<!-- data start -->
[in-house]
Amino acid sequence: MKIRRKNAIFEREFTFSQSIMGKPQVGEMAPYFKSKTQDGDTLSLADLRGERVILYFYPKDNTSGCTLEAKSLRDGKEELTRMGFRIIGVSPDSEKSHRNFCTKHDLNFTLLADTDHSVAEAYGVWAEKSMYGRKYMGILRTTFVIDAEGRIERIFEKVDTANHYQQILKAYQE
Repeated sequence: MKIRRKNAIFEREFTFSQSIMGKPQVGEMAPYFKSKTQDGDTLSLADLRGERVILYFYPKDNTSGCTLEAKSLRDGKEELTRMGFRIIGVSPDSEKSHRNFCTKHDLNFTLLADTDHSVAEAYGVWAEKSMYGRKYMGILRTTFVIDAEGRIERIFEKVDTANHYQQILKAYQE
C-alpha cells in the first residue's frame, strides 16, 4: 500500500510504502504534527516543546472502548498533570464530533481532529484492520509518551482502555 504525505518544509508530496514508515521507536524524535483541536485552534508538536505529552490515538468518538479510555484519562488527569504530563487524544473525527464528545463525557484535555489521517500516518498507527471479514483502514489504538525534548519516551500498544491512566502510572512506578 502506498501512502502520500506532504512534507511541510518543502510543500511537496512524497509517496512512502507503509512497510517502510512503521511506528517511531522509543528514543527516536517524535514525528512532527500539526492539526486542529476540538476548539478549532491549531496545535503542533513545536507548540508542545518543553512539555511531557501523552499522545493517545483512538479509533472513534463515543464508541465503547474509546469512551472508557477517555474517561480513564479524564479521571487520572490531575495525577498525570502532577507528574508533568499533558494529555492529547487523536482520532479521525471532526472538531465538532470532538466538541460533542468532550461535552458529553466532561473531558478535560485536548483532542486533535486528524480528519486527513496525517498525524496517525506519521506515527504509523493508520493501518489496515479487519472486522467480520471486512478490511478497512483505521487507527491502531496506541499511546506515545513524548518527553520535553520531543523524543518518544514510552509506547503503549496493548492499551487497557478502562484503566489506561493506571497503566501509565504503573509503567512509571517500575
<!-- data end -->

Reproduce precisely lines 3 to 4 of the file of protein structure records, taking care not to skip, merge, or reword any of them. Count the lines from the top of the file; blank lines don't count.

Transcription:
Repeated sequence: MKIRRKNAIFEREFTFSQSIMGKPQVGEMAPYFKSKTQDGDTLSLADLRGERVILYFYPKDNTSGCTLEAKSLRDGKEELTRMGFRIIGVSPDSEKSHRNFCTKHDLNFTLLADTDHSVAEAYGVWAEKSMYGRKYMGILRTTFVIDAEGRIERIFEKVDTANHYQQILKAYQE
C-alpha cells in the first residue's frame, strides 16, 4: 500500500510504502504534527516543546472502548498533570464530533481532529484492520509518551482502555 504525505518544509508530496514508515521507536524524535483541536485552534508538536505529552490515538468518538479510555484519562488527569504530563487524544473525527464528545463525557484535555489521517500516518498507527471479514483502514489504538525534548519516551500498544491512566502510572512506578 502506498501512502502520500506532504512534507511541510518543502510543500511537496512524497509517496512512502507503509512497510517502510512503521511506528517511531522509543528514543527516536517524535514525528512532527500539526492539526486542529476540538476548539478549532491549531496545535503542533513545536507548540508542545518543553512539555511531557501523552499522545493517545483512538479509533472513534463515543464508541465503547474509546469512551472508557477517555474517561480513564479524564479521571487520572490531575495525577498525570502532577507528574508533568499533558494529555492529547487523536482520532479521525471532526472538531465538532470532538466538541460533542468532550461535552458529553466532561473531558478535560485536548483532542486533535486528524480528519486527513496525517498525524496517525506519521506515527504509523493508520493501518489496515479487519472486522467480520471486512478490511478497512483505521487507527491502531496506541499511546506515545513524548518527553520535553520531543523524543518518544514510552509506547503503549496493548492499551487497557478502562484503566489506561493506571497503566501509565504503573509503567512509571517500575